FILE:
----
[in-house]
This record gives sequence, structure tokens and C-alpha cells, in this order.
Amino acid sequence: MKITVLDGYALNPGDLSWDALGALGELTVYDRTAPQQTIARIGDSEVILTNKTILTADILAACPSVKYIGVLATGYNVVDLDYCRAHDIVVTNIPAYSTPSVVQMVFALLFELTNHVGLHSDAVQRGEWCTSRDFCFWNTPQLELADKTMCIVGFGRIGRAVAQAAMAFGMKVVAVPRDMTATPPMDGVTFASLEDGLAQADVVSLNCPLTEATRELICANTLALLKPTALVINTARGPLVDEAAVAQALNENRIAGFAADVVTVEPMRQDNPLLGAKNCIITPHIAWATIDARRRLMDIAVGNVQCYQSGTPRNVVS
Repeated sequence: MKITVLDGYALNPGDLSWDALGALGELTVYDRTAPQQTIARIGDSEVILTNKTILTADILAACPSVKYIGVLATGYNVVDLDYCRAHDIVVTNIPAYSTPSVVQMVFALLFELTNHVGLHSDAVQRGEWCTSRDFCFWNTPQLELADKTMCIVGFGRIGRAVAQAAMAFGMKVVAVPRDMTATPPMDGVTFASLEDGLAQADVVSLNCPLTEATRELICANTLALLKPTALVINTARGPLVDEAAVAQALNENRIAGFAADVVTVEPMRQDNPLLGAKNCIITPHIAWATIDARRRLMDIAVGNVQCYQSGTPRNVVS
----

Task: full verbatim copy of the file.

[in-house]
This record gives sequence, structure tokens and C-alpha cells, in this order.
Amino acid sequence: MKITVLDGYALNPGDLSWDALGALGELTVYDRTAPQQTIARIGDSEVILTNKTILTADILAACPSVKYIGVLATGYNVVDLDYCRAHDIVVTNIPAYSTPSVVQMVFALLFELTNHVGLHSDAVQRGEWCTSRDFCFWNTPQLELADKTMCIVGFGRIGRAVAQAAMAFGMKVVAVPRDMTATPPMDGVTFASLEDGLAQADVVSLNCPLTEATRELICANTLALLKPTALVINTARGPLVDEAAVAQALNENRIAGFAADVVTVEPMRQDNPLLGAKNCIITPHIAWATIDARRRLMDIAVGNVQCYQSGTPRNVVS
Repeated sequence: MKITVLDGYALNPGDLSWDALGALGELTVYDRTAPQQTIARIGDSEVILTNKTILTADILAACPSVKYIGVLATGYNVVDLDYCRAHDIVVTNIPAYSTPSVVQMVFALLFELTNHVGLHSDAVQRGEWCTSRDFCFWNTPQLELADKTMCIVGFGRIGRAVAQAAMAFGMKVVAVPRDMTATPPMDGVTFASLEDGLAQADVVSLNCPLTEATRELICANTLALLKPTALVINTARGPLVDEAAVAQALNENRIAGFAADVVTVEPMRQDNPLLGAKNCIITPHIAWATIDARRRLMDIAVGNVQCYQSGTPRNVVS